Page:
Sean Menke, Sabre
"We are taking a stand against this military conflict. We are complying, and will continue to comply, with sanctions imposed against Russia."
Quote from Sean Menke, CEO at Sabre, in a story on PhocusWire this week about the removal of Aeroflot fares from global distribution systems.
Each Friday, PhocusWire dissects and debates an industry trend or new development covered by PhocusWire that week.
Until just over a week ago, Russia was fertile ground for travel technology companies to operate in as they attempt to expand their services and tools.
The three main global distribution systems all had third-party ticket booking agreements with state-owned Aeroflot, as well as other private carriers such as Ural and S7.
Some would have other services that they offered to Russia-based travel brands and, as Amadeus hinted at in a statement this week, other commercial projects are also in the planning phase.
The invasion by Russian forces into Ukraine last week has geopolitical, social, cultural and economic consequences that are reverberating around the world.
Most importantly, humanitarian issues (refugees, safety of civilians that are still in the country) are paramount, with governments and companies mobilizing varying degrees of sanctions and assistance to attempt to halt military action and help Ukrainian citizens on the ground.
The three GDSs pulled Aeroflot's fares from their platforms in the middle of this week, six days after many countries had already banned the arrival of Russia-based aircraft to their airports and from their wider airspaces.
Consumer-facing brands such as Expedia and Airbnb have also curtailed services in Russia and Belarus (the latter brand, in a smart move, is allowing consumers to book rooms and properties in Ukraine so that the hosts still receive some money even though the stay would not be used).
This move is an obvious one to have taken but Sabre, as host of Aeroflot's passenger service system (reservations, check-in and departure control), has not taken the final step to pull the plug on such a critical platform for operations.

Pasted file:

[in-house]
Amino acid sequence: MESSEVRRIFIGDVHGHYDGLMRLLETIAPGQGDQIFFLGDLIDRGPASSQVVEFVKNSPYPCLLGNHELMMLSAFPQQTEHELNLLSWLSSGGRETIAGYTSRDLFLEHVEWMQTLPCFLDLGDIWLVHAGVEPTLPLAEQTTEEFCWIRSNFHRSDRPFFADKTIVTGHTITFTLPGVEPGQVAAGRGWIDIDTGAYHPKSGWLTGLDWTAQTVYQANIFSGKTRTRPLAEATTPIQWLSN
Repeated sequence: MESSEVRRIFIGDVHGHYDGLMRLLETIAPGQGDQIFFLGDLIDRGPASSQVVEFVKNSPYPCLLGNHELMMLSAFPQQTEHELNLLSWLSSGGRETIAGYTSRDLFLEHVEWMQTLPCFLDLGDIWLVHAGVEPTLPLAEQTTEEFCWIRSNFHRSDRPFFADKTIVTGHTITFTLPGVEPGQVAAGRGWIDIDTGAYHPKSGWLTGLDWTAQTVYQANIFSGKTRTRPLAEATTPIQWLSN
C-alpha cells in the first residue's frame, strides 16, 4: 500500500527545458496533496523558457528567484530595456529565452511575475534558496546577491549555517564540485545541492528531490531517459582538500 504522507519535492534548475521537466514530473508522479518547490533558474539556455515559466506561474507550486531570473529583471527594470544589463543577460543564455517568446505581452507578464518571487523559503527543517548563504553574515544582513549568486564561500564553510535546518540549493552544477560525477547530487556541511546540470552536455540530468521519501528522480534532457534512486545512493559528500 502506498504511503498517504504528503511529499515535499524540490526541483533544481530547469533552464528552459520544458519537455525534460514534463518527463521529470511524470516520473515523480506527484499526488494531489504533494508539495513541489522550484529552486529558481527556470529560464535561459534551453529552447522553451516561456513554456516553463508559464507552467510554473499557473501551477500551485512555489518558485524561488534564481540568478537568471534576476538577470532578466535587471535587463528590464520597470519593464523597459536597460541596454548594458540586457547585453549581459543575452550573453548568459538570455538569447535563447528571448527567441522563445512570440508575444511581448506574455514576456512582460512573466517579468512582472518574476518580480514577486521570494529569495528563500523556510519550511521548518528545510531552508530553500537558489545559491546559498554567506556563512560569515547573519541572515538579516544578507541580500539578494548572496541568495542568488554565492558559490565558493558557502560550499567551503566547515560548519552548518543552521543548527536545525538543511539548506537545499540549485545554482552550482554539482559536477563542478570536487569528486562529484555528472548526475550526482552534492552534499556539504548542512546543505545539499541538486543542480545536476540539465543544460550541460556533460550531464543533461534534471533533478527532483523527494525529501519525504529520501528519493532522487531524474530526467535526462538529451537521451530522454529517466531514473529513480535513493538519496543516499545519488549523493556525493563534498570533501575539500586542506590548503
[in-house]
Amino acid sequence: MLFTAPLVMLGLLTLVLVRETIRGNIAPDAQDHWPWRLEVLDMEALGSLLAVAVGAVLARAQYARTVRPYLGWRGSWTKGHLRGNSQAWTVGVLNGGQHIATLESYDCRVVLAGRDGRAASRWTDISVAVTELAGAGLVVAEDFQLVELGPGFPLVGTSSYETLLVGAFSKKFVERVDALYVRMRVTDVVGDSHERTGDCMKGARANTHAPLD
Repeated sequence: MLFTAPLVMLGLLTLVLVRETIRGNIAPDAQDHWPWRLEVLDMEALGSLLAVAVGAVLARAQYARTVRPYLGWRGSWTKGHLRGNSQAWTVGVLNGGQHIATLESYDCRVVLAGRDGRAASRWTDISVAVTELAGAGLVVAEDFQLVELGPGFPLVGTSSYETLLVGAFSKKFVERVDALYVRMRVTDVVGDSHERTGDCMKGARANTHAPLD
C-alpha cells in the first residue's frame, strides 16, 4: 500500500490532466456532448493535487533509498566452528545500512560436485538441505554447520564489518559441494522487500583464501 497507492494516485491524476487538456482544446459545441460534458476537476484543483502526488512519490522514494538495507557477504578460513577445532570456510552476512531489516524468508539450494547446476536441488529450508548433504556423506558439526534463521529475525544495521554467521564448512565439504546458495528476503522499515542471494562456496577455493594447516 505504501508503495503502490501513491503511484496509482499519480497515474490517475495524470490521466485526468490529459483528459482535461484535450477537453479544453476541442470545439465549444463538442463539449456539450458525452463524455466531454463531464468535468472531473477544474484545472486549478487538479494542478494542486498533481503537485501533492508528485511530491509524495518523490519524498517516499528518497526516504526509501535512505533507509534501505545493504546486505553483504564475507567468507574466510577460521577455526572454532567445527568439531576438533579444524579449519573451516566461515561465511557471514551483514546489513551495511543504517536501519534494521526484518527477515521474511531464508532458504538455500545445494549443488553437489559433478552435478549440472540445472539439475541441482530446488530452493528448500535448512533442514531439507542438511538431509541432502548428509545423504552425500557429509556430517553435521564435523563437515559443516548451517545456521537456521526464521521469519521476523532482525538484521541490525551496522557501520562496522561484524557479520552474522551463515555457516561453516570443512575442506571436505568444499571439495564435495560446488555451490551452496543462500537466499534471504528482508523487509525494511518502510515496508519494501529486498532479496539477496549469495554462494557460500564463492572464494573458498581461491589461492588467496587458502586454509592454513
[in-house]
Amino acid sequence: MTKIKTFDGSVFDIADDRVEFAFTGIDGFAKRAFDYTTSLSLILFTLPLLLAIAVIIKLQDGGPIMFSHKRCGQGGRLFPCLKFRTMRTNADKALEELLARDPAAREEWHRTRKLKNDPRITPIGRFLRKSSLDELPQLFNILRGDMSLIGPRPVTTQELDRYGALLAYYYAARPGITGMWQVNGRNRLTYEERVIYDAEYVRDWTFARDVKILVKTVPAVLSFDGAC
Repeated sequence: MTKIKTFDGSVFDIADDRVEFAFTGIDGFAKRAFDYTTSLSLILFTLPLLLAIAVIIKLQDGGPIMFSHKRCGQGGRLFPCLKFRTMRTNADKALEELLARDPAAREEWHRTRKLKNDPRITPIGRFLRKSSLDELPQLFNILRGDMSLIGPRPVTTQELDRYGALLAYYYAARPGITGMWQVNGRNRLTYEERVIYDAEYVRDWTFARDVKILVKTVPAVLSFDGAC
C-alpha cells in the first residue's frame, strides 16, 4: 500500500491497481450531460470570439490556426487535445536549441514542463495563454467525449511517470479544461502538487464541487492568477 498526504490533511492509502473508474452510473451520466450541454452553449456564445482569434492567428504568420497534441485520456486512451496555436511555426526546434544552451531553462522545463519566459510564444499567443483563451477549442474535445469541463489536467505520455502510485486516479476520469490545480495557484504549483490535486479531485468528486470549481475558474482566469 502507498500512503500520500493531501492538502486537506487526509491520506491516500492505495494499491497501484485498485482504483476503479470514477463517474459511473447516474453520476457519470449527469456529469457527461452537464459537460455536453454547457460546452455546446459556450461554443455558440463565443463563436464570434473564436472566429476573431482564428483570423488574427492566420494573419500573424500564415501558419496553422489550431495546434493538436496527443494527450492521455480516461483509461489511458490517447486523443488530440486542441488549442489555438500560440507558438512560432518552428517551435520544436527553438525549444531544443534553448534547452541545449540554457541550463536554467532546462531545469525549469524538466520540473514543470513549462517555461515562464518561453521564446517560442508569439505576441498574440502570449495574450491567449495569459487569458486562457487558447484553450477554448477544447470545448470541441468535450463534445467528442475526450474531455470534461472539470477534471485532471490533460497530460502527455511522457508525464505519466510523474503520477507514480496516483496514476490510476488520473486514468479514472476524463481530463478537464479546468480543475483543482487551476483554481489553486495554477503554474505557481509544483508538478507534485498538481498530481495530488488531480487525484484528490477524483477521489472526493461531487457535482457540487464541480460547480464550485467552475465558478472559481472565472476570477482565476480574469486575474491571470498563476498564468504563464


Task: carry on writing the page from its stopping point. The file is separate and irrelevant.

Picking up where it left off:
Restricting third-party sales of tickets from agencies and other booking services for the carrier might dent the airline financially but it is still operating, mostly in its domestic market and to Russia-friendly countries such as Belarus.
The decision not to cut Aeroflot's connection to the SabreSonic system has drawn criticism even from its own customers.
The CEO of Scottish airline Loganair, Jonathan Hinkles, wrote on LinkedIn: "If Sabre really wanted to take decisive action, it would have terminated the PSS agreement. In my view, they've completely half-arsed this at a time when half-measures just are not adequate.
"On the one hand, they're earning income from Aeroflot and on the other hand, giving money to the Polish Red Cross. That doesn't sit comfortably with me."
Sabre, presumably, weighed up the consquences and requirements needed to switch off Aeroflot's PSS - a move, which some argue would've essentially grounded the Russian goverment majority-owned airline.
The company has yet to explain why the SabreSonic system remains operational, so it's purely speculation at this stage.
There may be commercial or contractual grounds ("who cares?" some may say), or it might be a purely technical reason that is in play. It can often take months to get an airline switched over to a new PSS, so perhaps the reverse is not so simple to do.
Perhaps there is a safety or passenger security consideration that has come into Sabre's thinking.
Whatever the rationale behind the decision, Sabre has made a calculated move that it will have to face head-on from the industry and its partners, or change in the coming days and weeks.
Conflicts are when people, governments and companies often try to come together for the sake of a common good (as they have during the COVID-19 pandemic) and take action to help save lives and curtail violence.
There will be many who argue that, as numerous measures have been put in place to restrict operations on Russian financial institutions or companies alongside other sanctions - in a bid to put a stranglehold on the country's economy - both a symbolic and potentially crippling further step could've have been the least that Sabre could do.
PhocusWire's editorials examine a trend or development highlighted in an article during the week.